When ‘Today’ Really Means ‘3 Days from Now’ (Or: Where’s My @#!% Android KitKat Update?!?)
Google said Tuesday that it started rolling out the latest Android software to Nexus tablet owners. Tech bloggers passed on the "news." Three days later, the update is still not available, and CIO.com's Al Sacco is developing carpal tunnel syndrome from constantly tapping his tablet's System Update button.
I’ve been obsessively checking my Nexus 7 tablet’s System Update page every couple of hours since Tuesday, when Google posted the following announcement on its Google+ page:
“Starting today, Nexus 7 (2012 and 2013) and Nexus 10 will be getting a tasty update to Android 4.4, KitKat. Stay tuned, Nexus 4 and Nexus 7 versions with mobile data will be getting the update soon!”
One of the real advantages of owning a Nexus tablet or smartphone is access to new Android software updates before other Android devices. And the Android 4.4 ‘KitKat’ update is a significant one. So, I continue to tap away on the System Updates page, only to be told “Your system is up to date.” Which sounds to me a lot like “No KitKat for you!!” I wait a while and try again. And I’ve been doing this for the past three days. (I shudder to think what Google means when it says the cellular Nexus tablet will get KitKat “soon.”)
The experience is a familiar one. Tech company X makes an announcement that product Y or update Z is “rolling out today” or “expected today;” tech blogs run with it and post the announcement as if it already happened: “Update Z Rolling Out for Product Y!!” More tech blogs source the first blog, and before you know it, readers and gadget geeks wonder why everyone else seems to be getting the update but they still can’t. They leave comments on the blog posts explaining they haven’t received the update. Then they run to Twitter or Facebook and ask who else hasn’t been able to update. It eventually becomes clear that the software is not in fact available.
And the tech press misses the real story: Company X is messing with its customers again by suggesting a product, service or update is available before it really is.
Anyone who works in the industry or follows tech blogs closely knows that some version of this sequence happens a lot. And it’s really annoying. (I’m using Google as an example here, but lots of other companies do it too.) Perform a quick search for “Nexus 7/10 KitKat update” and see how many blogs posted that the software would be available on Tuesday, just because Google said it planned to start releasing the update. As of this writing, you can manually load the KitKat update, but I have not found a single Nexus owner who claims to have received the over-the-air update that was supposed to start “rolling out” on Tuesday. If it did, that’s some slow rolling.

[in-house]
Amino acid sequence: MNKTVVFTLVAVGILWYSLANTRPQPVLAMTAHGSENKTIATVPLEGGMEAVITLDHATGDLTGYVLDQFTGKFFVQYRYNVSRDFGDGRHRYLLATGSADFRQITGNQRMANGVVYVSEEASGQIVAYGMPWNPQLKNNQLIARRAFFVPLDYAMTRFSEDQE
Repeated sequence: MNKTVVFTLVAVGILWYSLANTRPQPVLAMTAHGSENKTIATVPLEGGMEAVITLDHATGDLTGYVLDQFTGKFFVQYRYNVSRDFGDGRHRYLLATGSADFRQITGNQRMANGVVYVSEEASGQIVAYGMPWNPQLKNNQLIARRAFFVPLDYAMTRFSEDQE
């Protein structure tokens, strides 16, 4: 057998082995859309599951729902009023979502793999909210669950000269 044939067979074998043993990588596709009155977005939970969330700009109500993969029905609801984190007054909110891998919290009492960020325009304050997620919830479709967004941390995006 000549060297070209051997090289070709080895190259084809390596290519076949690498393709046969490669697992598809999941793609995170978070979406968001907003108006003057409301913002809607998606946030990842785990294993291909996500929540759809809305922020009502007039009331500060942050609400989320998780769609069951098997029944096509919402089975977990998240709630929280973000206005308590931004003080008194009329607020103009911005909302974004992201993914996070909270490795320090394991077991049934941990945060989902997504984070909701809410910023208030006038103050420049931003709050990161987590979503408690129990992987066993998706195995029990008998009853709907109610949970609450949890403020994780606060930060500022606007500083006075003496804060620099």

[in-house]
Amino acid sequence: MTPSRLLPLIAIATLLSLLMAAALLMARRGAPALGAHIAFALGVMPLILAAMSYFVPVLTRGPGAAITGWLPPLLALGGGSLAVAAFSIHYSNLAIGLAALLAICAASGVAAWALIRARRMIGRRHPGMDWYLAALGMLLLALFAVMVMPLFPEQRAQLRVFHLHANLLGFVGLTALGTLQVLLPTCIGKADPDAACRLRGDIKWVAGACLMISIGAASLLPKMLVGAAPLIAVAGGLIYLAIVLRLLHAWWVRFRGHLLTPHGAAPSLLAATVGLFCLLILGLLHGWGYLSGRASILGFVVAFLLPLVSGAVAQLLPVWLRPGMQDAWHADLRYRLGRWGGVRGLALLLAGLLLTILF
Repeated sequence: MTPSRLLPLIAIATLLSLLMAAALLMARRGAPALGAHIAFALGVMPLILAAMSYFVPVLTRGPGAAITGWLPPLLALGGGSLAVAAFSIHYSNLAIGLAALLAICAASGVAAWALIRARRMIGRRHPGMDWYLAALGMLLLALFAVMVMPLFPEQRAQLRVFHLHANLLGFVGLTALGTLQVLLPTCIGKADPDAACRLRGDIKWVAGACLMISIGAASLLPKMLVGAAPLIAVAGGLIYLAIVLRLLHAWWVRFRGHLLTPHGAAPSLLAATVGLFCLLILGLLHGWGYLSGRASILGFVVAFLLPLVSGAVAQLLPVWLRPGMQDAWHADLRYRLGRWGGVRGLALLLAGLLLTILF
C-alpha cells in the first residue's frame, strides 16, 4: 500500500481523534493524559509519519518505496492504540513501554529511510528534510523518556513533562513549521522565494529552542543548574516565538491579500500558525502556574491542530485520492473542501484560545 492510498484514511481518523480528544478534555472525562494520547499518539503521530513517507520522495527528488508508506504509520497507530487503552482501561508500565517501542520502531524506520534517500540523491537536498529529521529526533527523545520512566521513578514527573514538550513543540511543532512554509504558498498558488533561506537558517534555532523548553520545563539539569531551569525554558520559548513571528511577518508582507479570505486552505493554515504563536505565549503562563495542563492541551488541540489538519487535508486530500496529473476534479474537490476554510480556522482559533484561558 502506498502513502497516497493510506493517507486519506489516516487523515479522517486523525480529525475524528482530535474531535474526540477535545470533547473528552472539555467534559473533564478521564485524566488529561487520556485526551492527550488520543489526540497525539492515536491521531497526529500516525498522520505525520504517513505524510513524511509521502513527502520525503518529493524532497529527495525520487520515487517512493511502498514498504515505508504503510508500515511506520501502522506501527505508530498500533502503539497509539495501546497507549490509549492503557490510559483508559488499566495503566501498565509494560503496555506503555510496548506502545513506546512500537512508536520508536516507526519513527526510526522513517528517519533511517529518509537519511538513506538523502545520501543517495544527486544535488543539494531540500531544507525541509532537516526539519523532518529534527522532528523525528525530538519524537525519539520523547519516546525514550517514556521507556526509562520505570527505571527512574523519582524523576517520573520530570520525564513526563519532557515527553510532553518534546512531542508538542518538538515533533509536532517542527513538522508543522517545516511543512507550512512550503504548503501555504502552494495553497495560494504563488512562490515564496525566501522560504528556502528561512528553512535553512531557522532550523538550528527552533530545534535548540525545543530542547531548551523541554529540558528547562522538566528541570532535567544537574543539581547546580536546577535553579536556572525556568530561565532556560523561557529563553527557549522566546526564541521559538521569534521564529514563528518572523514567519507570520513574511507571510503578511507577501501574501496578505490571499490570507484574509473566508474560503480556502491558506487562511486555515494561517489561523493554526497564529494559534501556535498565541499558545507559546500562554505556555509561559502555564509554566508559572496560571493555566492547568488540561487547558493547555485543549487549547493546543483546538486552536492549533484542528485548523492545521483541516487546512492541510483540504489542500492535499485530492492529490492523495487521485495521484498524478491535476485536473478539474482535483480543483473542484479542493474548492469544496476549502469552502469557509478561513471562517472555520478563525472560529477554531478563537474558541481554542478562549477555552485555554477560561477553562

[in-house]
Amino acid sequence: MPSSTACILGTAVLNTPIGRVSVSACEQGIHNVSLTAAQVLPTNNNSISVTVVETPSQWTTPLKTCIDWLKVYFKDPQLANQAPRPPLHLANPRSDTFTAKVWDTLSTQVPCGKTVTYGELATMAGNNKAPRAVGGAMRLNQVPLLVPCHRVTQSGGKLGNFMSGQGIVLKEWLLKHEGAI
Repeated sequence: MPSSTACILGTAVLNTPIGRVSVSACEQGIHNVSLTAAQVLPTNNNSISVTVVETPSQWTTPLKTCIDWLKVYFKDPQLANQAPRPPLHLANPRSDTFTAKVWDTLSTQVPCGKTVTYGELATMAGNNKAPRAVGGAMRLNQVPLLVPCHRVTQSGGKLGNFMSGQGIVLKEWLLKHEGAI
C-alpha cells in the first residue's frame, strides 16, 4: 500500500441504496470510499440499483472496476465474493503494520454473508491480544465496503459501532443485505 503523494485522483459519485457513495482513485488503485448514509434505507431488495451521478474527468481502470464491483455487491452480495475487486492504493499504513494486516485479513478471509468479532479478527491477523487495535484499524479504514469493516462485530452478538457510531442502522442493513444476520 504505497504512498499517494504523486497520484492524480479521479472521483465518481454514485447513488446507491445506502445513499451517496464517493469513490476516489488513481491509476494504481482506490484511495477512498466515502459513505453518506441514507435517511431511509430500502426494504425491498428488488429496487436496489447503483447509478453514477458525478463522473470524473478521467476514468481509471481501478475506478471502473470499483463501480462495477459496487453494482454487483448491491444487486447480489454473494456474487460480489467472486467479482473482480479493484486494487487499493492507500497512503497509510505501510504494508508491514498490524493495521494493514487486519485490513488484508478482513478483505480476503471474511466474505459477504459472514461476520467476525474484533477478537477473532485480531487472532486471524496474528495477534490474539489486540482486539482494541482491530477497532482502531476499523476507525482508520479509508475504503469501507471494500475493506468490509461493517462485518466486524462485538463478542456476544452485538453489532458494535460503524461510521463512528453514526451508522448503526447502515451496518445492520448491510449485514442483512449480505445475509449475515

Anyway, the point of this post is to identify the annoying practice and perhaps inspire readers and blogger to be wary the next time they read that an update is “coming soon.” I have no problem with bloggers and/or reporters posting on announcements like the one Google made on Tuesday. But there’s a very big difference between: “Google Says Android KitKat Should Roll Out Today” and “Android KitKat Now Rolling Out!!!” Those posts are deceptive, and after three days, when the update still isn’t available, the bloggers just look foolish — almost as foolish as I feel checking for the KitKat update every time I have a free minute.
Al Sacco was a journalist, blogger and editor who covers the fast-paced mobile beat for CIO.com and IDG Enterprise, with a focus on wearable tech, smartphones and tablet PCs. Al managed CIO.com writers and contributors, covered news, and shared insightful expert analysis of key industry happenings. He also wrote a wide variety of tutorials and how-tos to help readers get the most out of their gadgets, and regularly offered up recommendations on software for a number of mobile platforms. Al resides in Boston and is a passionate reader, traveler, beer lover, film buff and Red Sox fan.